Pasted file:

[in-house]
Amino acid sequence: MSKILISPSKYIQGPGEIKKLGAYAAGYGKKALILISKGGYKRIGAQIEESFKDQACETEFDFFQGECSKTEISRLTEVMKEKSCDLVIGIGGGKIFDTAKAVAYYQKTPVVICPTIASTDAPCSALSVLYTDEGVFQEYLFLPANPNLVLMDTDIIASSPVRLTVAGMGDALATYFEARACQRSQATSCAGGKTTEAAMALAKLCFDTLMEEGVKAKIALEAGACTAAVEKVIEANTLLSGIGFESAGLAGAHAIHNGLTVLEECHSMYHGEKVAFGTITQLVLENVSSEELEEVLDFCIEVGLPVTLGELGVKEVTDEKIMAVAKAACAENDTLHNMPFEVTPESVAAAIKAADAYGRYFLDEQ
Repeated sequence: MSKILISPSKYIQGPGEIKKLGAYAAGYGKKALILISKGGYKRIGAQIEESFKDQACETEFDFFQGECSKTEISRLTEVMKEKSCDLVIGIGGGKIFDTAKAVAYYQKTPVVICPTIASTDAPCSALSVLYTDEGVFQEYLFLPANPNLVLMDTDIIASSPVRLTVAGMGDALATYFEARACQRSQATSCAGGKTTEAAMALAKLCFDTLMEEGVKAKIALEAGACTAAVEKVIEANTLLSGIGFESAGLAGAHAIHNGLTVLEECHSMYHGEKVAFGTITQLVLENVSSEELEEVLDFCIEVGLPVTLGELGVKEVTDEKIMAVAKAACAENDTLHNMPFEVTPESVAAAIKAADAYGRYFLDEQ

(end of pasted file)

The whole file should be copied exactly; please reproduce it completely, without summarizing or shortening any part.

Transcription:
[in-house]
Amino acid sequence: MSKILISPSKYIQGPGEIKKLGAYAAGYGKKALILISKGGYKRIGAQIEESFKDQACETEFDFFQGECSKTEISRLTEVMKEKSCDLVIGIGGGKIFDTAKAVAYYQKTPVVICPTIASTDAPCSALSVLYTDEGVFQEYLFLPANPNLVLMDTDIIASSPVRLTVAGMGDALATYFEARACQRSQATSCAGGKTTEAAMALAKLCFDTLMEEGVKAKIALEAGACTAAVEKVIEANTLLSGIGFESAGLAGAHAIHNGLTVLEECHSMYHGEKVAFGTITQLVLENVSSEELEEVLDFCIEVGLPVTLGELGVKEVTDEKIMAVAKAACAENDTLHNMPFEVTPESVAAAIKAADAYGRYFLDEQ
Repeated sequence: MSKILISPSKYIQGPGEIKKLGAYAAGYGKKALILISKGGYKRIGAQIEESFKDQACETEFDFFQGECSKTEISRLTEVMKEKSCDLVIGIGGGKIFDTAKAVAYYQKTPVVICPTIASTDAPCSALSVLYTDEGVFQEYLFLPANPNLVLMDTDIIASSPVRLTVAGMGDALATYFEARACQRSQATSCAGGKTTEAAMALAKLCFDTLMEEGVKAKIALEAGACTAAVEKVIEANTLLSGIGFESAGLAGAHAIHNGLTVLEECHSMYHGEKVAFGTITQLVLENVSSEELEEVLDFCIEVGLPVTLGELGVKEVTDEKIMAVAKAACAENDTLHNMPFEVTPESVAAAIKAADAYGRYFLDEQ